Emotional eating related to stress is just one challenge during the holidays. The other is that there’s flat out too much temptation, and it’s everywhere, points out Mahaffey—at the office, at family gatherings, at holiday parties and almost everywhere else you go. Action plans help with this, too. If a client’s co-workers like to bring sweets to the break room, maybe the client will decide to take the longer route to the copy machine so he doesn’t see or smell the food, thereby bypassing the temptation.

Remember that a holiday plan of action can’t be based on complete self-denial. Rather, encourage clients to be mindful about the choices they will make. “Have your client decide ahead of time what indulgences are ‘worth it’ during the holidays, whether it’s the cake her mom only bakes once a year or a special chocolate treat she has on Christmas Day,” says Mahaffey. “Then have her write down those choices as a reminder and something to look forward to.”


Most of us set future-oriented goals, such as “I want to run a marathon this spring” or “I want to lose 20 pounds.” During the holidays, these dreams may fade into the distance as clients struggle to meet the more immediate demands of the season. So, Mills works with his clients to identify what he calls the “value-based behavior” that will help them move closer to their long-term goals and stay on track in the short term.

For example, if a client has the goal of losing weight but gets tripped up at big family meals, Mills has her focus on the values she is searching for when her family is in town. Examples might be building bonds by reminiscing, playing games, laughing together and creating new traditions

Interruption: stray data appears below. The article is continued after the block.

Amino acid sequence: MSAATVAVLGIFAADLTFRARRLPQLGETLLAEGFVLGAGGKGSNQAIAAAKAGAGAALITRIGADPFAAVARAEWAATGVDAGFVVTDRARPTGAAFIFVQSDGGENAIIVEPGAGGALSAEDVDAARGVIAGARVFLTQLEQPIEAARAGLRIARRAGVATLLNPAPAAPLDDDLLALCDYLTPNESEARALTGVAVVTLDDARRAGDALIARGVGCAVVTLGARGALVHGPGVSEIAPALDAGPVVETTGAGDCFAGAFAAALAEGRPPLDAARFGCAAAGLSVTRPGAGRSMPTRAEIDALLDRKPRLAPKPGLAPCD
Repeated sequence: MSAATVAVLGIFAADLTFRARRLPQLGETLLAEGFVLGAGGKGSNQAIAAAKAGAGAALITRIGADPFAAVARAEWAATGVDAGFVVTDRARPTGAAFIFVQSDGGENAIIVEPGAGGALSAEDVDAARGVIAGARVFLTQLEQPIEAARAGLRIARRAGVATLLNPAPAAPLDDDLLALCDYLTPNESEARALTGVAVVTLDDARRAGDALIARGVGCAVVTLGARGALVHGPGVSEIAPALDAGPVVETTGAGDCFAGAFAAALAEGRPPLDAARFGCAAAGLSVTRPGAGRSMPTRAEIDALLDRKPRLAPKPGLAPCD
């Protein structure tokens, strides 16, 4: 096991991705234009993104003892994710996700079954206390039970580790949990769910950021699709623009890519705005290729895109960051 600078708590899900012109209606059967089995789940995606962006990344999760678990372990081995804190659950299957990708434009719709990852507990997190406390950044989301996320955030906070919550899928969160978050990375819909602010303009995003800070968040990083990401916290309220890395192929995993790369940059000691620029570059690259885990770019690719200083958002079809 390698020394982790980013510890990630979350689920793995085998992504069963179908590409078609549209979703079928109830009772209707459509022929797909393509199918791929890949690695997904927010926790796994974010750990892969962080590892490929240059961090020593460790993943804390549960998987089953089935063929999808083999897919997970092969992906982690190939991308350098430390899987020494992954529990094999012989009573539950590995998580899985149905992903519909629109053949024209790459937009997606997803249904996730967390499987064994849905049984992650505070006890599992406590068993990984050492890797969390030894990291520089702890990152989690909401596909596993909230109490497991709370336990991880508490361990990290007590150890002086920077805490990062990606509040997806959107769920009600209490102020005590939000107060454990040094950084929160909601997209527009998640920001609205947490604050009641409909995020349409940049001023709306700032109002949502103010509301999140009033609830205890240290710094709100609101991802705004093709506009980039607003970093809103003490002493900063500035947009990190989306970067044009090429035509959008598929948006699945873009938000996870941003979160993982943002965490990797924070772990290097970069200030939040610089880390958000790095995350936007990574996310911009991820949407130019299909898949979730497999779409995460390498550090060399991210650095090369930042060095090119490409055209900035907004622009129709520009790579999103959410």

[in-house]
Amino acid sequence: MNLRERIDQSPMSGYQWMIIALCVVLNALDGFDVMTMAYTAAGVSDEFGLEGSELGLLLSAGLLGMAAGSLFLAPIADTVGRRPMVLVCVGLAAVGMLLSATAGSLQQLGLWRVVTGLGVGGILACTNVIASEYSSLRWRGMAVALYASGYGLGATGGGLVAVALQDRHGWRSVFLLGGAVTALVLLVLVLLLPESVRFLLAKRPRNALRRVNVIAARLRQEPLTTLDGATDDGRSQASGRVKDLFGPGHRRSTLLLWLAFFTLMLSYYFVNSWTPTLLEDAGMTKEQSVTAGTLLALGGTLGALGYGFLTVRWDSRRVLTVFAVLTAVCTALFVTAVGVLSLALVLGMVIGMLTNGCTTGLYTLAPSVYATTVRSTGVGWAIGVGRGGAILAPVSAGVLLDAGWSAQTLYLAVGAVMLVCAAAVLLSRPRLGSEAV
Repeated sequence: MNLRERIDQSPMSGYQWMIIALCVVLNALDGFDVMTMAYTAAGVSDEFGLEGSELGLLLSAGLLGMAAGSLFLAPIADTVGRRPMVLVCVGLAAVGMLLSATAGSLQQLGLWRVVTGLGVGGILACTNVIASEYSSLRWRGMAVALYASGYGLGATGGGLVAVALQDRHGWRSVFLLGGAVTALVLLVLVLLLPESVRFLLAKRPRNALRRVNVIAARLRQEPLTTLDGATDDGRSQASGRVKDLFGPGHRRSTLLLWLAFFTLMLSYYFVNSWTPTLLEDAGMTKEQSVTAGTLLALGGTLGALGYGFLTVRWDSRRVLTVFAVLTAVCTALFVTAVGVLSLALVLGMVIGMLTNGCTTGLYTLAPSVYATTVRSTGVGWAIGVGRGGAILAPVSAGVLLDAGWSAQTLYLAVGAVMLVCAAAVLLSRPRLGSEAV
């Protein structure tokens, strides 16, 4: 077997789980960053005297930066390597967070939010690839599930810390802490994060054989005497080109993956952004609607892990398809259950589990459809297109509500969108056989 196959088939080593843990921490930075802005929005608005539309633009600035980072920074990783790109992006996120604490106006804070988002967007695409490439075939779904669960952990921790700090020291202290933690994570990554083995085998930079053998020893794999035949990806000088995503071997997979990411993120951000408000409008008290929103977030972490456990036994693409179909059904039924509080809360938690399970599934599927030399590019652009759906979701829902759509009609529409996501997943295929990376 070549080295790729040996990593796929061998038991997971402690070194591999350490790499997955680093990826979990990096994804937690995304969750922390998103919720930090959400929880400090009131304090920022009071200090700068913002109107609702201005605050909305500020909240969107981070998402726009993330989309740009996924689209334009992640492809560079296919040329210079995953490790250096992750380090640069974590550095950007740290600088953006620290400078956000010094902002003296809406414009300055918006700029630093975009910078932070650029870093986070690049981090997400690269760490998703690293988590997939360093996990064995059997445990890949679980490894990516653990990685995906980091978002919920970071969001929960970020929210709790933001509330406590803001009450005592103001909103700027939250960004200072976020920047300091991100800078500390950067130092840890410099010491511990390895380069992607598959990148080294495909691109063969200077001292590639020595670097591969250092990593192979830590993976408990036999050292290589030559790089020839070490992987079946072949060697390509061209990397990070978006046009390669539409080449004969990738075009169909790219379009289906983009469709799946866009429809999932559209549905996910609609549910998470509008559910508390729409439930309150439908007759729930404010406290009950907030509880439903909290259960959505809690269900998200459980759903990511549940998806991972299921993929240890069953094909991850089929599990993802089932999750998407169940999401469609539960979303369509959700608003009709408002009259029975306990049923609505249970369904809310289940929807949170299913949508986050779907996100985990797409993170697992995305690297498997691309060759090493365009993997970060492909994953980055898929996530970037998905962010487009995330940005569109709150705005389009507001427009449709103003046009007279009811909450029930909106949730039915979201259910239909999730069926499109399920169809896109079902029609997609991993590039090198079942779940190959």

“I help clients remember that what’s important at a family gathering is the conversation and the enjoyment that comes from the company, not what everyone is eating,” he says. “I help them see that what they decide to eat has no bearing on the joy that everyone is getting from being together.”

You can even help your client develop a script for deftly sidestepping these situations; see “Assertiveness Training: Help Clients Avoid Giving In to Guilt.”


Inevitably, the best-laid plans get derailed—especially during the holidays when our schedules become overloaded. Often, this means exercise and nutrition take a back seat. Mahaffey swears by the Tiny Habits® concept pioneered by BJ Fogg, PhD, director of the Behavior Design Lab at Stanford University (

The goal is to help clients adopt a new habit by breaking it down into smaller, more achievable steps. This tactic can also be used to help people sustain a habit when “life happens.”

As an example, if you have a client who is committed to running three times a week but is constantly postponing his workouts, give him an alternative to skipping his run altogether. Help him think of the smallest version (or versions) of this habit that he could do—perhaps going for a 5- to 10-minute run or simply putting on his running shoes.

“This keeps the habit intact and helps keep healthy behaviors sustainable over time so they don’t get dropped when life happens,” explains Mahaffey.



Mahaffey plans an annual “Holiday Hustle,” a studiowide challenge to keep clients accountable during the holidays. Here’s how it works:

First, Mahaffey asks participants to set a personal goal for how many days a week they would like to exercise. She stresses the importance of focusing the challenge around the number of sessions or minutes of exercise completed, rather than on pounds lost, to build good habits.

Then, clients can choose to compete in the public version of the event, in which attendance and prizes are tracked on a leader board in the gym, or to participate more privately, tracking attendance on their own worksheet and not publicizing their results.